Tummy Thursday: Omas Faasekiechelcher

That translates into grandma’s little carnival cakes. It’s that time of the year, and while I have tired of the whole carnival culture (alcohol and sexual assault), I still love Faasekiechelcher. pastries fried in oil are a traditional treat at carnival and they come in many varieties all over Germany. The best known is the “Berliner”, which is very similar to our recipe, now available all year round (you never hear people complain about that, but heavens forbid you publicly enjoy a Lebkuchen in September).

Since I now have a deep fryer and carnival break (you may have noticed the increased amounts of posting), I decided to make grandma’s faasekiechelcher myself, and I’m willing to share, at least the recipe. You need:

1kg flour

120g sugar

150g butter

8g salt

450ml milk

75g yeast

The secret here is that the yeast dough needs a lot of rest. I first gave the starter 15 min, then kneaded the dough, let it rest for an hour, knead it again and the let it rise for three more hours. The yeast’s got to be very happy.

Commerical bakeries and many people will fry their Berliner and then fill them with jam a pipe bag. Grandma had a different secret. You roll out half of the dough, about 0.5cm thick and mark your circles with a glass.

I used Nutella in some of them.

Then you roll out the second half, same size as the first and place it on top. You push the dough down between the little heaps of filling and then you take your glass and cut through both layers. Since the dough is very soft it now sticks together. Let them rest again for about 30 minutes. Since this was my first try I wasn’t sure on the amount of filling and erred on the “too little” side.

Fry in hot oil (about 170-180°C). I learned that you need to turn them over after about 1 minute or there will be large air bubbles on the top side and you won’t be able to turn them around anymore.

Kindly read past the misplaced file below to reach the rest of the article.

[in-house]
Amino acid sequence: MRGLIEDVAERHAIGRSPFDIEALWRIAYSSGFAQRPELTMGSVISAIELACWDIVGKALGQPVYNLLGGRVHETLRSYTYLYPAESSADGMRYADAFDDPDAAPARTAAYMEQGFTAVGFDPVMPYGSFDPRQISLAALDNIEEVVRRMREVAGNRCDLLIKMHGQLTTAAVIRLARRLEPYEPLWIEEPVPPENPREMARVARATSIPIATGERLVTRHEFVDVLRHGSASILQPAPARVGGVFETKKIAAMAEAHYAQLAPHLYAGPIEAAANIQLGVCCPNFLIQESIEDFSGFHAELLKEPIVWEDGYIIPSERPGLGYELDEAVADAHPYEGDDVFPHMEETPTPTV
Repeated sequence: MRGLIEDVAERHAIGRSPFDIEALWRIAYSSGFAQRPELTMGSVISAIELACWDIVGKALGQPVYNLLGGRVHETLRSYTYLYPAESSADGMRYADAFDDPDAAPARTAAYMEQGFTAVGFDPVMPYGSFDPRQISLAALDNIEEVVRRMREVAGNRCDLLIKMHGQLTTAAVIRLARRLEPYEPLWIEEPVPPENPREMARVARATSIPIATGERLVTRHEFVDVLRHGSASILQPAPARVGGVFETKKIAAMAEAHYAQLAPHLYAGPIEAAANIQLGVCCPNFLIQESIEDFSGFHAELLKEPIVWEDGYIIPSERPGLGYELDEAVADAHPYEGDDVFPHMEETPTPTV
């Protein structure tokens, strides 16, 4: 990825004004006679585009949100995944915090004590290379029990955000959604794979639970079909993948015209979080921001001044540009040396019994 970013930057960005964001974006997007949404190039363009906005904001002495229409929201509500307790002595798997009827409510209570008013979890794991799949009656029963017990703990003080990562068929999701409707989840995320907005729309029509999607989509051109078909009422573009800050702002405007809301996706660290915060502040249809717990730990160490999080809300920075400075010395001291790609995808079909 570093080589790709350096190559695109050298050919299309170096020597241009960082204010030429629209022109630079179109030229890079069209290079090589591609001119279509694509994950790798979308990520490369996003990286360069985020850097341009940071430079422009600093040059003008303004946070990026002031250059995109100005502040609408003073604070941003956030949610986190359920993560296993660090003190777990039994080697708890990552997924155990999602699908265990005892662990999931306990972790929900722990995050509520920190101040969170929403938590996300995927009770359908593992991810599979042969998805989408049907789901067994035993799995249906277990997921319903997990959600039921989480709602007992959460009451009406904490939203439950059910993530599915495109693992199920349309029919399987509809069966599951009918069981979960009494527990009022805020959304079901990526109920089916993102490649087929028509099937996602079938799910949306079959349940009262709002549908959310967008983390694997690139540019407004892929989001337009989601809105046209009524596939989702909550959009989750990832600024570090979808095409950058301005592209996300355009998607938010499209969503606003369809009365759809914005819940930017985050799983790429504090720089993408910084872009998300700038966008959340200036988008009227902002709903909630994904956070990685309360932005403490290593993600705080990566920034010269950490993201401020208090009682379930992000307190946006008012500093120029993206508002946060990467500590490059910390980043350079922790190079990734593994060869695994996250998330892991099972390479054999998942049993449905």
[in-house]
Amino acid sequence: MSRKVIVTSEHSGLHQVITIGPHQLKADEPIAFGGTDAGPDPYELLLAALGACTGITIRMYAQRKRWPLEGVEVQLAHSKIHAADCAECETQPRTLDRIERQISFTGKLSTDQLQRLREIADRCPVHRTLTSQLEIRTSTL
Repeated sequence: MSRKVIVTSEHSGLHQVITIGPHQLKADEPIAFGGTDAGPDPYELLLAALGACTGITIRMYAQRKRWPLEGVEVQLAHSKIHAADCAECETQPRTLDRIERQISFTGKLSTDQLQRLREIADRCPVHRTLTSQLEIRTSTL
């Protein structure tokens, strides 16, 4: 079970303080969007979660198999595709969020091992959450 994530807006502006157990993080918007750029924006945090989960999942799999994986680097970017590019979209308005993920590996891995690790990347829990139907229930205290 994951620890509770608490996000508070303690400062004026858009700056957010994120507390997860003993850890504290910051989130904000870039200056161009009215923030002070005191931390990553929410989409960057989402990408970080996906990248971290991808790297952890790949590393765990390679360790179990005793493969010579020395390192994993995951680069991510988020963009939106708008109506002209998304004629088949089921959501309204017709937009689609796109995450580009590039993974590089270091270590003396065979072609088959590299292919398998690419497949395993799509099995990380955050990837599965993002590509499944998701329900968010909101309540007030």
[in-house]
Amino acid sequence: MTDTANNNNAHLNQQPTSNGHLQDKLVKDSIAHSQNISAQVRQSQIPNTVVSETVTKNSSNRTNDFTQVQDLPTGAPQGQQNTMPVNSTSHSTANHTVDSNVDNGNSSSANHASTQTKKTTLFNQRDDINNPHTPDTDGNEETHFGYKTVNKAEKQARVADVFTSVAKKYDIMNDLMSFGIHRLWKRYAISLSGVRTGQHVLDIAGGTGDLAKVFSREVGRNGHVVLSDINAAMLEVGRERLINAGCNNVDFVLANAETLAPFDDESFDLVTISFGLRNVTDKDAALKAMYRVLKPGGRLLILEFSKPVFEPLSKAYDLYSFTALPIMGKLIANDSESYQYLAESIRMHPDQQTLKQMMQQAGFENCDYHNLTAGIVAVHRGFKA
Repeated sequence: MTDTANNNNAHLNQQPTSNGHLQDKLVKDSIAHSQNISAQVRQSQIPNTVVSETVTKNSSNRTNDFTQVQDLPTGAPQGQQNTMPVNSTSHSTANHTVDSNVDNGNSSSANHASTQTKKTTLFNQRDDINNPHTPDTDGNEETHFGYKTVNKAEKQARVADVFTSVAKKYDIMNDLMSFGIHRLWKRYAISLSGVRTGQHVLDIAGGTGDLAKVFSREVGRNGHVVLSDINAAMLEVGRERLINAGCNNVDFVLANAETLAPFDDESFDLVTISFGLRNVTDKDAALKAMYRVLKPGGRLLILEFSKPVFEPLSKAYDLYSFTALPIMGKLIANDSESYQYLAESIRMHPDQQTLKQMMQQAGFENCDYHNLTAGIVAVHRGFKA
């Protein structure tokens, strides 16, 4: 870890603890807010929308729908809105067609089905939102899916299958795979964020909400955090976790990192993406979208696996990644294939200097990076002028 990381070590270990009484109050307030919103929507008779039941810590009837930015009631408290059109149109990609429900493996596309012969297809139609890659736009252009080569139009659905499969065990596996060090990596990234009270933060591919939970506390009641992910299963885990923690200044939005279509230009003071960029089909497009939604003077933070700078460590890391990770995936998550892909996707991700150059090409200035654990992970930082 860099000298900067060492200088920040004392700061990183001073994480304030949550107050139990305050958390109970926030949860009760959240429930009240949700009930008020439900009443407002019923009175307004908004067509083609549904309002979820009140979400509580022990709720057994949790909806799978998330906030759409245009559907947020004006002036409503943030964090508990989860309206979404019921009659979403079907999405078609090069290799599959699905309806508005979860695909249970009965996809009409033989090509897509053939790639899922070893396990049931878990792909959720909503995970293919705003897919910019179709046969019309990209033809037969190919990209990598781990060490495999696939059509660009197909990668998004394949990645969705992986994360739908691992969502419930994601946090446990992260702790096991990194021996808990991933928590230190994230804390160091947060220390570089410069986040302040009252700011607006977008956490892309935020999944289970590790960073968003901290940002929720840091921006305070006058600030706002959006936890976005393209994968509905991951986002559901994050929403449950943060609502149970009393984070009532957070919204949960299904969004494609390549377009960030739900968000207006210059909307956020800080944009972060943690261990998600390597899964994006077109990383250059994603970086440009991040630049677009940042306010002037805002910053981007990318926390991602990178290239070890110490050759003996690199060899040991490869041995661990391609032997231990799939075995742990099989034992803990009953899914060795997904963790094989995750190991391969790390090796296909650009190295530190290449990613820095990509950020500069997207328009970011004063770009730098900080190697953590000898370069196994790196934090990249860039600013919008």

This recipe yields two big bowls fuul of delicious Faasekiechelcher, but this is all that was left today:

You need to roll them in cinnamon and sugar.



  1. Ice Swimmer says

    I think these would be classified as munkki (literally monk) in Finland (just like Berliners are), more precisely hillomunkki (munkki with jam filling, hillo = jam, also slang word for money).

    They look delicious indeed.

  2. rq says

    I like this recipe because it seems simple enough. I have questions, though -- the butter: melted? cold? chopped into pieces? Yest: dry? wet? how do you prepare it or do you warm it up and put it directly into the dough? I have some free days coming up and I feel ready to try something new like this.

  3. says

    Rq, the yeast is fresh, the butter is warm. I mixed the yeast with a spoonful of sugar and 100ml warm milk to get it started. Everything should be room temperature.

  4. Ice Swimmer says

    Here the conventional wisdom for both pulla and munkki dough* is that you should add the soft butter after you have added most of the flour and that’s supposed to make the dough rise better.

    * = The ingredients and their amounts in Giliell’s recipe are similar to pulla dough, the only thing missing are cardamom and an egg for glazing the pulla before baking. I’ve never made pulla, however.

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